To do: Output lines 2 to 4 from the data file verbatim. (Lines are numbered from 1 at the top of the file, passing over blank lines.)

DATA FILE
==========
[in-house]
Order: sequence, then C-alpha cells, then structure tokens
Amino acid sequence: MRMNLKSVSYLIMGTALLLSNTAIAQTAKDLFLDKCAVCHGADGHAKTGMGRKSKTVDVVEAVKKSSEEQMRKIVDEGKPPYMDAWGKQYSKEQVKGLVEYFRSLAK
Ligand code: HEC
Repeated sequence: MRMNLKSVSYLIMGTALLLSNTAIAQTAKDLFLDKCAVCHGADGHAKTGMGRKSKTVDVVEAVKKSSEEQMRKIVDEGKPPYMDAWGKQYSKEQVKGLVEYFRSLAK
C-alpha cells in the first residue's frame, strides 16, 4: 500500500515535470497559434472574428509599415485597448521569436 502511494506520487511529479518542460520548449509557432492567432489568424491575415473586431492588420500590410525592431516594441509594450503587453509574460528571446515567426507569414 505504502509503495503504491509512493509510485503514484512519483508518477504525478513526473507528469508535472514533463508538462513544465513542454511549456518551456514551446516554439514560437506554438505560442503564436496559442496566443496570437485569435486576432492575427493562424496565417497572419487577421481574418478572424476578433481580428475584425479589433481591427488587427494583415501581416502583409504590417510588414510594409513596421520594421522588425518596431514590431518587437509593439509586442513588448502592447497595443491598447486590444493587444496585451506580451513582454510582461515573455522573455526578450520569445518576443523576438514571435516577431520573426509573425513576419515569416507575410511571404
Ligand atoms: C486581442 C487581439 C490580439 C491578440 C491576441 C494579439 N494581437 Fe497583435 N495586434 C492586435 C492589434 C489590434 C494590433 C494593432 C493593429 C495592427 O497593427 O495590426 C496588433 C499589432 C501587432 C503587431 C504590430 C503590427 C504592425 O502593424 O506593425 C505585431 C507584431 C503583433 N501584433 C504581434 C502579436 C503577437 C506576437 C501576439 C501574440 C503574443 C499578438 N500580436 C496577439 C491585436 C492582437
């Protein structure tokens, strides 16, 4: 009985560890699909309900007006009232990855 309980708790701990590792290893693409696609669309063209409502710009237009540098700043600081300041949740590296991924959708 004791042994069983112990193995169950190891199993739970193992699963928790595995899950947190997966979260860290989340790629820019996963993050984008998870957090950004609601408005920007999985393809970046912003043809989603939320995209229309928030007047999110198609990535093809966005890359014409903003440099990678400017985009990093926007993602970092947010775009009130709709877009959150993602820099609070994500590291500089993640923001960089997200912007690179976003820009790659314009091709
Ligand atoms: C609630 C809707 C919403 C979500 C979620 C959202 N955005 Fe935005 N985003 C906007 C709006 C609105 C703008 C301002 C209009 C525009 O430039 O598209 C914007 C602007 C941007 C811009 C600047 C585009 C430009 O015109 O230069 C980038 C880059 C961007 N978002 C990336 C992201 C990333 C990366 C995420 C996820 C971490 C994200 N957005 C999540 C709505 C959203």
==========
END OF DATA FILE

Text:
Order: sequence, then C-alpha cells, then structure tokens
Amino acid sequence: MRMNLKSVSYLIMGTALLLSNTAIAQTAKDLFLDKCAVCHGADGHAKTGMGRKSKTVDVVEAVKKSSEEQMRKIVDEGKPPYMDAWGKQYSKEQVKGLVEYFRSLAK
Ligand code: HEC